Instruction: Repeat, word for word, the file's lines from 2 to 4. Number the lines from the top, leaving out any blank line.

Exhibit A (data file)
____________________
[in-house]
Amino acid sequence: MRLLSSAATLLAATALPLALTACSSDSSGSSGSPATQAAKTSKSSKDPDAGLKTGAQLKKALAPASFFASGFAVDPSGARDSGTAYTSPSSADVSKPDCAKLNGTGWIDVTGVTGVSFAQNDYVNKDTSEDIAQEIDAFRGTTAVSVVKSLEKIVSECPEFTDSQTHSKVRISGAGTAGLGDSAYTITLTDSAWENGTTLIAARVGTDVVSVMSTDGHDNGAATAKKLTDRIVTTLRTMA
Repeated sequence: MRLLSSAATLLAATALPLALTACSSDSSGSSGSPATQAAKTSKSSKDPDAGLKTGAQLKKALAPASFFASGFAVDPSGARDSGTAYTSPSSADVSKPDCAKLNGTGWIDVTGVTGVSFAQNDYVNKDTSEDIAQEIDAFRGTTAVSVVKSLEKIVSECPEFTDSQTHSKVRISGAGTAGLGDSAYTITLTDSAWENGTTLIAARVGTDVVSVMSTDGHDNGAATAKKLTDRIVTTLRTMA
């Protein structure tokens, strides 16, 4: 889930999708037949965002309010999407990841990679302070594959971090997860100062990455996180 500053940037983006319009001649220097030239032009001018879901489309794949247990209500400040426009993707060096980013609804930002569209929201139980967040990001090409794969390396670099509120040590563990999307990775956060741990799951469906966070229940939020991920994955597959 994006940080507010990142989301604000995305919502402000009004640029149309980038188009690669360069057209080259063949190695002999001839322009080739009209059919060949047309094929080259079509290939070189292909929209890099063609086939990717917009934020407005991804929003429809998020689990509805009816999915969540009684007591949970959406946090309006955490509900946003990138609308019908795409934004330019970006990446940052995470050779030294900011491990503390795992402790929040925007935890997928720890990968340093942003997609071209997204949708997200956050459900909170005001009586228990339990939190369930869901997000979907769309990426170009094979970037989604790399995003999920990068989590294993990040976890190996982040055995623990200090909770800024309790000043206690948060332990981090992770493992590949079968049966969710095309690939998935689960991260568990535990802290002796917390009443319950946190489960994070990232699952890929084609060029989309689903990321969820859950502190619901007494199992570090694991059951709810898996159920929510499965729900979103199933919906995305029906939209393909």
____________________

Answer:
Amino acid sequence: MRLLSSAATLLAATALPLALTACSSDSSGSSGSPATQAAKTSKSSKDPDAGLKTGAQLKKALAPASFFASGFAVDPSGARDSGTAYTSPSSADVSKPDCAKLNGTGWIDVTGVTGVSFAQNDYVNKDTSEDIAQEIDAFRGTTAVSVVKSLEKIVSECPEFTDSQTHSKVRISGAGTAGLGDSAYTITLTDSAWENGTTLIAARVGTDVVSVMSTDGHDNGAATAKKLTDRIVTTLRTMA
Repeated sequence: MRLLSSAATLLAATALPLALTACSSDSSGSSGSPATQAAKTSKSSKDPDAGLKTGAQLKKALAPASFFASGFAVDPSGARDSGTAYTSPSSADVSKPDCAKLNGTGWIDVTGVTGVSFAQNDYVNKDTSEDIAQEIDAFRGTTAVSVVKSLEKIVSECPEFTDSQTHSKVRISGAGTAGLGDSAYTITLTDSAWENGTTLIAARVGTDVVSVMSTDGHDNGAATAKKLTDRIVTTLRTMA
């Protein structure tokens, strides 16, 4: 889930999708037949965002309010999407990841990679302070594959971090997860100062990455996180 500053940037983006319009001649220097030239032009001018879901489309794949247990209500400040426009993707060096980013609804930002569209929201139980967040990001090409794969390396670099509120040590563990999307990775956060741990799951469906966070229940939020991920994955597959 994006940080507010990142989301604000995305919502402000009004640029149309980038188009690669360069057209080259063949190695002999001839322009080739009209059919060949047309094929080259079509290939070189292909929209890099063609086939990717917009934020407005991804929003429809998020689990509805009816999915969540009684007591949970959406946090309006955490509900946003990138609308019908795409934004330019970006990446940052995470050779030294900011491990503390795992402790929040925007935890997928720890990968340093942003997609071209997204949708997200956050459900909170005001009586228990339990939190369930869901997000979907769309990426170009094979970037989604790399995003999920990068989590294993990040976890190996982040055995623990200090909770800024309790000043206690948060332990981090992770493992590949079968049966969710095309690939998935689960991260568990535990802290002796917390009443319950946190489960994070990232699952890929084609060029989309689903990321969820859950502190619901007494199992570090694991059951709810898996159920929510499965729900979103199933919906995305029906939209393909």